Forum: Shape, Structure, Coordination Number, Ligands
Topic: Chelates
Replies: 1
Views: 312

Chelates

What exactly is a chelate? Is anything where a polydentate binds to more than one binding site of the metal atom considered a chelate?
by Viktor2E
Sun Nov 08, 2015 4:24 pm
Forum: Shape, Structure, Coordination Number, Ligands
Topic: Transition Metals and Octets
Replies: 1
Views: 255

Re: Transition Metals and Octets

Atoms want to reach the same electron configuration as a noble gas to be the most stable. For period 2 elements, this means having 8 electrons in the outer shell (2 in s and 6 in p). Transition metals generally have their outermost electrons in the d orbitals, so they can accommodate a total of 18 v...
by Viktor2E
Sun Nov 01, 2015 12:58 am
Forum: Hybridization
Topic: How do you find hybridization?
Replies: 3
Views: 722

Re: How do you find hybridization?

You can look at where the electrons are around the given atom. For benzene, each carbon is bonded to 3 other atoms (2 C's and 1 H), and there has to be a region of high electron density between each bonded atom and the carbon. These three high electron densities are the only ones since there are no ...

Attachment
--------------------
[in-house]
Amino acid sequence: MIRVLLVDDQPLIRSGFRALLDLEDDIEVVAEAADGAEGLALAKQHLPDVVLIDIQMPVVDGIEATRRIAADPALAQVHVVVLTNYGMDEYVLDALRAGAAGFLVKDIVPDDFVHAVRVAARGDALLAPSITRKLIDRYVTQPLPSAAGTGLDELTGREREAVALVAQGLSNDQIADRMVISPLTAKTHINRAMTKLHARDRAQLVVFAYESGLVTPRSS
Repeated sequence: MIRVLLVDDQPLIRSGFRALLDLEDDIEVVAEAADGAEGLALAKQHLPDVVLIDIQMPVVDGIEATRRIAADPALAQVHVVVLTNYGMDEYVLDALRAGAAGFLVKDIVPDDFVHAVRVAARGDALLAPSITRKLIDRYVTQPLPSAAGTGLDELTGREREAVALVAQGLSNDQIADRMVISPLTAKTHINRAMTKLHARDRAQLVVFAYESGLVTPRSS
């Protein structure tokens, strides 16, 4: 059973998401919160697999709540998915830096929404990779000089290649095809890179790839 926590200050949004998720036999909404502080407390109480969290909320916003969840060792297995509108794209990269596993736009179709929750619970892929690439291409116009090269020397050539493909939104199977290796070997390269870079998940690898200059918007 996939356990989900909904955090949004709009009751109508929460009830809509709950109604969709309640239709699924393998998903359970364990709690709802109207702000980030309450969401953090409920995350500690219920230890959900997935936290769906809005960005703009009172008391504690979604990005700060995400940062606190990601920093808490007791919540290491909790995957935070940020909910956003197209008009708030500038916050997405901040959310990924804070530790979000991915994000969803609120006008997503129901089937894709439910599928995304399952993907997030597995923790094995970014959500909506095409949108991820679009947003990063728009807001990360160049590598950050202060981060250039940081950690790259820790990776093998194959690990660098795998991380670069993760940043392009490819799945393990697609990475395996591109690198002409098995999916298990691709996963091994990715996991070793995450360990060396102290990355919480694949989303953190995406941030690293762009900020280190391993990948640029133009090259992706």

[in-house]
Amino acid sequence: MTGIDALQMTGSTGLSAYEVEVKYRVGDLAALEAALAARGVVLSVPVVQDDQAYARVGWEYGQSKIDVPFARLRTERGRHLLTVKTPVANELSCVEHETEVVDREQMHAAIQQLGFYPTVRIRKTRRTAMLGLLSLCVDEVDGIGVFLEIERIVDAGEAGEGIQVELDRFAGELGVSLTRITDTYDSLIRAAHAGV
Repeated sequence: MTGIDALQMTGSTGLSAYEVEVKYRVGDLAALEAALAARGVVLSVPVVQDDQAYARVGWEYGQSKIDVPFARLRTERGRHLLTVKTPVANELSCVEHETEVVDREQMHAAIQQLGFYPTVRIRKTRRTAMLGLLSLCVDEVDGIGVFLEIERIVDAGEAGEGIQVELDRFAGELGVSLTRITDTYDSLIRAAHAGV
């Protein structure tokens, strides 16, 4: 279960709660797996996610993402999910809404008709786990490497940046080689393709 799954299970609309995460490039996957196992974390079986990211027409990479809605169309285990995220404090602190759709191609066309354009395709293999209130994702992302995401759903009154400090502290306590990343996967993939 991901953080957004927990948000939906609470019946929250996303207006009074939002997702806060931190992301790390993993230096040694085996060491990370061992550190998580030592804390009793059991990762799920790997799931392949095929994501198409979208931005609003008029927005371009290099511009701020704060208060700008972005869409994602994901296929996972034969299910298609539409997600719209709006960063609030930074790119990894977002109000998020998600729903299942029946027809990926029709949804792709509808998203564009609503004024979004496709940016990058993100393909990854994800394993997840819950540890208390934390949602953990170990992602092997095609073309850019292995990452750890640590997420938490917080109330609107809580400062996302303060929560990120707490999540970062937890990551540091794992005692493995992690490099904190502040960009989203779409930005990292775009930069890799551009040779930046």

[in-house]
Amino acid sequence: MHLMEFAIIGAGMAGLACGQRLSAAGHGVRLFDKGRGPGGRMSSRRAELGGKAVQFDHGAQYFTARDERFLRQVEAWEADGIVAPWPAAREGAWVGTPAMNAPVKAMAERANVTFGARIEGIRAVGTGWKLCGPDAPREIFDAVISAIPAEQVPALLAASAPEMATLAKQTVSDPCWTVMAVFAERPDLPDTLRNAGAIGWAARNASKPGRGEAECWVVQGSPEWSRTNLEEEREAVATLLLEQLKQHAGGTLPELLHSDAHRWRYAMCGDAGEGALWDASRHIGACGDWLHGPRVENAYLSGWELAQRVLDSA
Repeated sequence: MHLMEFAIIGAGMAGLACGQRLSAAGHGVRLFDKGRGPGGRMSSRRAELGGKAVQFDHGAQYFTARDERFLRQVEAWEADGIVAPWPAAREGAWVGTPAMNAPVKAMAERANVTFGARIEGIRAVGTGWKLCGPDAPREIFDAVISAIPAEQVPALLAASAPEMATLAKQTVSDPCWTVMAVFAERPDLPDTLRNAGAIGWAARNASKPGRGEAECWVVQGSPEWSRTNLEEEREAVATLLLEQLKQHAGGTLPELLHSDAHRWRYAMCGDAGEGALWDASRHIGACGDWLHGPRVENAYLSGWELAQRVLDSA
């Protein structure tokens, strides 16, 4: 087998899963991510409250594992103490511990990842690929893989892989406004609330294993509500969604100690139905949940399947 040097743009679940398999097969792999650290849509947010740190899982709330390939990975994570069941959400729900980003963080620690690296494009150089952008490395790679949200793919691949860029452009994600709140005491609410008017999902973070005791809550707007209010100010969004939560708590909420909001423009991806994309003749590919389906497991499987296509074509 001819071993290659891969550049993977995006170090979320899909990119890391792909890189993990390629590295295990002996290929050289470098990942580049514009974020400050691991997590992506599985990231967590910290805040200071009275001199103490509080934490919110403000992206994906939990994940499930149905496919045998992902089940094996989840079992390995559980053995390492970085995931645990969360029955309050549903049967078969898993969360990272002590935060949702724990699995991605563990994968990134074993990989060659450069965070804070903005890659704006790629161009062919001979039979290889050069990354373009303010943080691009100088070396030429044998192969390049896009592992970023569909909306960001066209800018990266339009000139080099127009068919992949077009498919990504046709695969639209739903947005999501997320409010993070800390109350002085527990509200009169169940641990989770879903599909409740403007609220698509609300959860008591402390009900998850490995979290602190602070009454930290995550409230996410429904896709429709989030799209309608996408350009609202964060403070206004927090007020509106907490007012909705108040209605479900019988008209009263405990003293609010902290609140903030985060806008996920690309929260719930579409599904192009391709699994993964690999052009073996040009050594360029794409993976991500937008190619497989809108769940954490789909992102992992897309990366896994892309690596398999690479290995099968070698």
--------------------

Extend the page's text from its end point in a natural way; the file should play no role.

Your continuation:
by Viktor2E
Sat Oct 24, 2015 3:32 pm
Forum: Ionic & Covalent Bonds
Topic: Structure of a compound bases off of the molecular formula?
Replies: 1
Views: 379

Re: Structure of a compound bases off of the molecular formu

In organic molecules like this one the functional groups (NH2 & COOH in this case) are generally bonded to a carbon. In this condensed formula the NH2 is in brackets to show that it branches off the previous atom (carbon). This also means that it won't be bonded to the next group (COOH). Therefo...
by Viktor2E
Fri Oct 16, 2015 8:41 pm
Forum: Ionic & Covalent Bonds
Topic: Compounds having Ionic/Covalent Characteristics
Replies: 1
Views: 445

Re: Compounds having Ionic/Covalent Characteristics

Here are a couple other properties: Melting/Boiling Point : Since ionic compounds have greater forces of attraction (anions to cations), they have higher boiling and melting points than covalent compounds, where less attraction exists between the molecules. Conductivity : Ionic compounds are general...
by Viktor2E
Sat Oct 10, 2015 3:50 pm
Forum: Lewis Structures
Topic: Elements without any Electrons
Replies: 2
Views: 453

Re: Elements without any Electrons

Did the molecule have a negative charge and potassium a positive one (K + )? In that case the Lewis structure showed an ionic bond where the one valence electron of the potassium atom moved to the molecule. The potassium would be shown without valence dots since its' one valence electron was pulled ...
by Viktor2E
Thu Oct 01, 2015 5:28 pm
Forum: DeBroglie Equation
Topic: Units for DeBroglie Equation
Replies: 4
Views: 843

Units for DeBroglie Equation

Why is it that the DeBroglie equation uses kilograms, as opposed to grams? Thanks.